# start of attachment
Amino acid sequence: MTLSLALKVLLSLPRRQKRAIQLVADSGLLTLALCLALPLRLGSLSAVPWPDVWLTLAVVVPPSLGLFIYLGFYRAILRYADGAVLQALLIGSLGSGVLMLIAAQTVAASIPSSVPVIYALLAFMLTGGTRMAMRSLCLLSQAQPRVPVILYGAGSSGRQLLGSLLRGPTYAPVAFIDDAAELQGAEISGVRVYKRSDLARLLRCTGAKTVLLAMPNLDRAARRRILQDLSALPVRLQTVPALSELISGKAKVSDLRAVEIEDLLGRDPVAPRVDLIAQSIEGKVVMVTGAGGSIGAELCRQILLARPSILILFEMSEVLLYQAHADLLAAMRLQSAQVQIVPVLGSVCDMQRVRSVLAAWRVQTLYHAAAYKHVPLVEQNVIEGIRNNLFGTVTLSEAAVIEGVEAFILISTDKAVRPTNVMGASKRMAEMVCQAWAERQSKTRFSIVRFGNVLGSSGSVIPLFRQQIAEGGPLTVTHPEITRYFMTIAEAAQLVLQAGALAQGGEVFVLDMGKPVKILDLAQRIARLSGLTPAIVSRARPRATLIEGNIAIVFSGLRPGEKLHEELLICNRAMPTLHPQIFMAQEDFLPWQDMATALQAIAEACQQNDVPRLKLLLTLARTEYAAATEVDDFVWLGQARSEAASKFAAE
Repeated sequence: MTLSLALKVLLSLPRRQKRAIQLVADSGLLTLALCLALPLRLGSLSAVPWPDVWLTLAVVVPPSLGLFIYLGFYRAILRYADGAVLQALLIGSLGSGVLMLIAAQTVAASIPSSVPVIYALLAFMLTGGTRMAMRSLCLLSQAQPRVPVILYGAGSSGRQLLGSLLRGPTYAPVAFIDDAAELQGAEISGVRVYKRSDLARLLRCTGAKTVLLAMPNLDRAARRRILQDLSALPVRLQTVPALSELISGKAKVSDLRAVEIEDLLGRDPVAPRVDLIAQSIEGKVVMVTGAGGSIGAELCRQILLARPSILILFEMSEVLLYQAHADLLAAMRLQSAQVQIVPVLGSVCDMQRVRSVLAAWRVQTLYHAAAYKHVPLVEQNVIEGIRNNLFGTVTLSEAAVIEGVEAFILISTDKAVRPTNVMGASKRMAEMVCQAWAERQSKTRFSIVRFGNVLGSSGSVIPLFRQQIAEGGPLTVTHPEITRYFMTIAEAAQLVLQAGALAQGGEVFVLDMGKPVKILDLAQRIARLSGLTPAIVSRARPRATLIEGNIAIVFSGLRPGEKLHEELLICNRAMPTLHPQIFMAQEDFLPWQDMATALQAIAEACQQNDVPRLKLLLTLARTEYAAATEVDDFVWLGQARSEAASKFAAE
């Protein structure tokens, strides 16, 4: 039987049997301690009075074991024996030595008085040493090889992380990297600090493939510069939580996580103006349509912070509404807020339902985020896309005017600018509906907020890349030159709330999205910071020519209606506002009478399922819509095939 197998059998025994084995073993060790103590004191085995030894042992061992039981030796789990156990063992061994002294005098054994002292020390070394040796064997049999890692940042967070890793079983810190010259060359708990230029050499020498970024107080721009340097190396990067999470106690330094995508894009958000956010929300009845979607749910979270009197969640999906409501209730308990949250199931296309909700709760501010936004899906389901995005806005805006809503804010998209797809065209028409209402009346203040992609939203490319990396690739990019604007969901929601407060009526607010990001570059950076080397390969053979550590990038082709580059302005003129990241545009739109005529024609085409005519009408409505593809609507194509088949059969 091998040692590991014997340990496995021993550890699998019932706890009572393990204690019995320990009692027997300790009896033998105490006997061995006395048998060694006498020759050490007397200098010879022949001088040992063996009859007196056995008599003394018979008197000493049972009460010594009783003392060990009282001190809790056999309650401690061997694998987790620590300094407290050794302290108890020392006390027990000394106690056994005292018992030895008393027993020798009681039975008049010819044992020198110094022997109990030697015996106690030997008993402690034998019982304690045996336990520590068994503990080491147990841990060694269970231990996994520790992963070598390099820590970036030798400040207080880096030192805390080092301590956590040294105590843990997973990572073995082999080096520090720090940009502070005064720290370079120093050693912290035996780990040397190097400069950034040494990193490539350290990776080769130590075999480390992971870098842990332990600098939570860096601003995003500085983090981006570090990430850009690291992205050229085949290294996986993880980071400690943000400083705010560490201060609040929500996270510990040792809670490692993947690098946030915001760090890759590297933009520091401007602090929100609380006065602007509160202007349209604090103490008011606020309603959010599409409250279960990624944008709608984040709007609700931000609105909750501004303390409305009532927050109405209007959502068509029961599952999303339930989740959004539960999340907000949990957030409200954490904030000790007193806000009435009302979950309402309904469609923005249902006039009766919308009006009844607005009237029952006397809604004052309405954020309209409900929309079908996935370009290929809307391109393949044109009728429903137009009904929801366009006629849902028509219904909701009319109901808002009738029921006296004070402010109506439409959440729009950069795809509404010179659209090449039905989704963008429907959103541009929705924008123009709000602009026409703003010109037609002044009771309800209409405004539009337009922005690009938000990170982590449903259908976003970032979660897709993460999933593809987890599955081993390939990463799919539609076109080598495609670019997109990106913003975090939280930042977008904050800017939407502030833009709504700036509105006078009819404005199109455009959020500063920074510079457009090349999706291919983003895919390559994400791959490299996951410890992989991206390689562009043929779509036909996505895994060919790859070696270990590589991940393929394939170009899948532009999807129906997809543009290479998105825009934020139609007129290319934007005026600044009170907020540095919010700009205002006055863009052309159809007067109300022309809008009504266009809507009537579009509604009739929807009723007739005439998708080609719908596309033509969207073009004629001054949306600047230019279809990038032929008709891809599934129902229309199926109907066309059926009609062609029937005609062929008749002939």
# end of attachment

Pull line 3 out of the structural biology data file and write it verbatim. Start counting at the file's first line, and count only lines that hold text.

């Protein structure tokens, strides 16, 4: 039987049997301690009075074991024996030595008085040493090889992380990297600090493939510069939580996580103006349509912070509404807020339902985020896309005017600018509906907020890349030159709330999205910071020519209606506002009478399922819509095939 197998059998025994084995073993060790103590004191085995030894042992061992039981030796789990156990063992061994002294005098054994002292020390070394040796064997049999890692940042967070890793079983810190010259060359708990230029050499020498970024107080721009340097190396990067999470106690330094995508894009958000956010929300009845979607749910979270009197969640999906409501209730308990949250199931296309909700709760501010936004899906389901995005806005805006809503804010998209797809065209028409209402009346203040992609939203490319990396690739990019604007969901929601407060009526607010990001570059950076080397390969053979550590990038082709580059302005003129990241545009739109005529024609085409005519009408409505593809609507194509088949059969 091998040692590991014997340990496995021993550890699998019932706890009572393990204690019995320990009692027997300790009896033998105490006997061995006395048998060694006498020759050490007397200098010879022949001088040992063996009859007196056995008599003394018979008197000493049972009460010594009783003392060990009282001190809790056999309650401690061997694998987790620590300094407290050794302290108890020392006390027990000394106690056994005292018992030895008393027993020798009681039975008049010819044992020198110094022997109990030697015996106690030997008993402690034998019982304690045996336990520590068994503990080491147990841990060694269970231990996994520790992963070598390099820590970036030798400040207080880096030192805390080092301590956590040294105590843990997973990572073995082999080096520090720090940009502070005064720290370079120093050693912290035996780990040397190097400069950034040494990193490539350290990776080769130590075999480390992971870098842990332990600098939570860096601003995003500085983090981006570090990430850009690291992205050229085949290294996986993880980071400690943000400083705010560490201060609040929500996270510990040792809670490692993947690098946030915001760090890759590297933009520091401007602090929100609380006065602007509160202007349209604090103490008011606020309603959010599409409250279960990624944008709608984040709007609700931000609105909750501004303390409305009532927050109405209007959502068509029961599952999303339930989740959004539960999340907000949990957030409200954490904030000790007193806000009435009302979950309402309904469609923005249902006039009766919308009006009844607005009237029952006397809604004052309405954020309209409900929309079908996935370009290929809307391109393949044109009728429903137009009904929801366009006629849902028509219904909701009319109901808002009738029921006296004070402010109506439409959440729009950069795809509404010179659209090449039905989704963008429907959103541009929705924008123009709000602009026409703003010109037609002044009771309800209409405004539009337009922005690009938000990170982590449903259908976003970032979660897709993460999933593809987890599955081993390939990463799919539609076109080598495609670019997109990106913003975090939280930042977008904050800017939407502030833009709504700036509105006078009819404005199109455009959020500063920074510079457009090349999706291919983003895919390559994400791959490299996951410890992989991206390689562009043929779509036909996505895994060919790859070696270990590589991940393929394939170009899948532009999807129906997809543009290479998105825009934020139609007129290319934007005026600044009170907020540095919010700009205002006055863009052309159809007067109300022309809008009504266009809507009537579009509604009739929807009723007739005439998708080609719908596309033509969207073009004629001054949306600047230019279809990038032929008709891809599934129902229309199926109907066309059926009609062609029937005609062929008749002939």